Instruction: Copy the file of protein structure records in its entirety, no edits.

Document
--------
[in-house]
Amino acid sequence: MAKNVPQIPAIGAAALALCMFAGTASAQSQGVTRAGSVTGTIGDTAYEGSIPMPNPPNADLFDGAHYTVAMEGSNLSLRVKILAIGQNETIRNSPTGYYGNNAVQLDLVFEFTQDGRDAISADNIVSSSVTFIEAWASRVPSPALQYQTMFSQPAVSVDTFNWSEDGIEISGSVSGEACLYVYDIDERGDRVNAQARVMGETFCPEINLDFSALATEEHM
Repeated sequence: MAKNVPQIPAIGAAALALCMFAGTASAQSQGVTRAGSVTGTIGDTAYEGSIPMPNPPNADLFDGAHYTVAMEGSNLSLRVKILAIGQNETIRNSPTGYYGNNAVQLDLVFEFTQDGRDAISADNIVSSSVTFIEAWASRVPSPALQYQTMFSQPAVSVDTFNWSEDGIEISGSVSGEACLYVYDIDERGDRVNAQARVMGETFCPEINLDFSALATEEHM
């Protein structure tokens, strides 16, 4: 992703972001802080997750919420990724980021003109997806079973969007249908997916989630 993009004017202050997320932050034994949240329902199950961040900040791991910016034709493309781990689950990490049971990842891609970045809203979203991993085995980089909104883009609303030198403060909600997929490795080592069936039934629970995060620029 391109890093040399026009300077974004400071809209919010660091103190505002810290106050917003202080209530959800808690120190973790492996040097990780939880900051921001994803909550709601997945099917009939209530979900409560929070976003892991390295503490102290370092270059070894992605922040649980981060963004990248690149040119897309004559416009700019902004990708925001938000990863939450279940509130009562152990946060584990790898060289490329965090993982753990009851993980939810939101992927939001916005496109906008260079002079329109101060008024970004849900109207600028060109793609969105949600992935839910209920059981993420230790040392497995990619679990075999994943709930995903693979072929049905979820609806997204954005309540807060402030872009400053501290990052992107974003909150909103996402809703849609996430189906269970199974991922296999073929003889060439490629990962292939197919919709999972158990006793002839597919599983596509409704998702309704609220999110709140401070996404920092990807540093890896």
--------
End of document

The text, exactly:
[in-house]
Amino acid sequence: MAKNVPQIPAIGAAALALCMFAGTASAQSQGVTRAGSVTGTIGDTAYEGSIPMPNPPNADLFDGAHYTVAMEGSNLSLRVKILAIGQNETIRNSPTGYYGNNAVQLDLVFEFTQDGRDAISADNIVSSSVTFIEAWASRVPSPALQYQTMFSQPAVSVDTFNWSEDGIEISGSVSGEACLYVYDIDERGDRVNAQARVMGETFCPEINLDFSALATEEHM
Repeated sequence: MAKNVPQIPAIGAAALALCMFAGTASAQSQGVTRAGSVTGTIGDTAYEGSIPMPNPPNADLFDGAHYTVAMEGSNLSLRVKILAIGQNETIRNSPTGYYGNNAVQLDLVFEFTQDGRDAISADNIVSSSVTFIEAWASRVPSPALQYQTMFSQPAVSVDTFNWSEDGIEISGSVSGEACLYVYDIDERGDRVNAQARVMGETFCPEINLDFSALATEEHM
């Protein structure tokens, strides 16, 4: 992703972001802080997750919420990724980021003109997806079973969007249908997916989630 993009004017202050997320932050034994949240329902199950961040900040791991910016034709493309781990689950990490049971990842891609970045809203979203991993085995980089909104883009609303030198403060909600997929490795080592069936039934629970995060620029 391109890093040399026009300077974004400071809209919010660091103190505002810290106050917003202080209530959800808690120190973790492996040097990780939880900051921001994803909550709601997945099917009939209530979900409560929070976003892991390295503490102290370092270059070894992605922040649980981060963004990248690149040119897309004559416009700019902004990708925001938000990863939450279940509130009562152990946060584990790898060289490329965090993982753990009851993980939810939101992927939001916005496109906008260079002079329109101060008024970004849900109207600028060109793609969105949600992935839910209920059981993420230790040392497995990619679990075999994943709930995903693979072929049905979820609806997204954005309540807060402030872009400053501290990052992107974003909150909103996402809703849609996430189906269970199974991922296999073929003889060439490629990962292939197919919709999972158990006793002839597919599983596509409704998702309704609220999110709140401070996404920092990807540093890896």